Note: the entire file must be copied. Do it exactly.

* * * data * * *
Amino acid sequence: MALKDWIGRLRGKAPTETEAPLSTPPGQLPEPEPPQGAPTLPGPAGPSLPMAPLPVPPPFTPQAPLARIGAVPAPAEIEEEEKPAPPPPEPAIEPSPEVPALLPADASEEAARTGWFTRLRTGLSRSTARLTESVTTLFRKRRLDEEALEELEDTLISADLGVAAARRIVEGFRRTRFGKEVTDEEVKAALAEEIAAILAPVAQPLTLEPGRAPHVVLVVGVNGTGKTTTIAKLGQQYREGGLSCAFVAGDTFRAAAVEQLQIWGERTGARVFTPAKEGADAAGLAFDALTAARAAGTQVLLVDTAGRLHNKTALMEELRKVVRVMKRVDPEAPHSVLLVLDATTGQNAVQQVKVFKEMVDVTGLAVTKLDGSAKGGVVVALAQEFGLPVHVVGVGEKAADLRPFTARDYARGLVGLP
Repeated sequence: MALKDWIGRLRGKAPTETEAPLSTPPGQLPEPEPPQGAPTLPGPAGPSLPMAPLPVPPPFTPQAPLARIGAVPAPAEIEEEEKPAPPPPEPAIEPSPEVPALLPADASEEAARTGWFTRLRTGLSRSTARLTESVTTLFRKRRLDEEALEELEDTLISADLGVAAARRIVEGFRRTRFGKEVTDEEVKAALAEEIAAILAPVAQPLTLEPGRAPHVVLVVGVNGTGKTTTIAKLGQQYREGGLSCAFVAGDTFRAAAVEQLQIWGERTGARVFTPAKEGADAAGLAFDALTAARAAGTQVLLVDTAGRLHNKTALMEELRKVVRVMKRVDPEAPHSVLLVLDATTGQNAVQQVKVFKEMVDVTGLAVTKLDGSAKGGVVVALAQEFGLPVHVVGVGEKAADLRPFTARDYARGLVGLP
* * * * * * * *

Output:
Amino acid sequence: MALKDWIGRLRGKAPTETEAPLSTPPGQLPEPEPPQGAPTLPGPAGPSLPMAPLPVPPPFTPQAPLARIGAVPAPAEIEEEEKPAPPPPEPAIEPSPEVPALLPADASEEAARTGWFTRLRTGLSRSTARLTESVTTLFRKRRLDEEALEELEDTLISADLGVAAARRIVEGFRRTRFGKEVTDEEVKAALAEEIAAILAPVAQPLTLEPGRAPHVVLVVGVNGTGKTTTIAKLGQQYREGGLSCAFVAGDTFRAAAVEQLQIWGERTGARVFTPAKEGADAAGLAFDALTAARAAGTQVLLVDTAGRLHNKTALMEELRKVVRVMKRVDPEAPHSVLLVLDATTGQNAVQQVKVFKEMVDVTGLAVTKLDGSAKGGVVVALAQEFGLPVHVVGVGEKAADLRPFTARDYARGLVGLP
Repeated sequence: MALKDWIGRLRGKAPTETEAPLSTPPGQLPEPEPPQGAPTLPGPAGPSLPMAPLPVPPPFTPQAPLARIGAVPAPAEIEEEEKPAPPPPEPAIEPSPEVPALLPADASEEAARTGWFTRLRTGLSRSTARLTESVTTLFRKRRLDEEALEELEDTLISADLGVAAARRIVEGFRRTRFGKEVTDEEVKAALAEEIAAILAPVAQPLTLEPGRAPHVVLVVGVNGTGKTTTIAKLGQQYREGGLSCAFVAGDTFRAAAVEQLQIWGERTGARVFTPAKEGADAAGLAFDALTAARAAGTQVLLVDTAGRLHNKTALMEELRKVVRVMKRVDPEAPHSVLLVLDATTGQNAVQQVKVFKEMVDVTGLAVTKLDGSAKGGVVVALAQEFGLPVHVVGVGEKAADLRPFTARDYARGLVGLP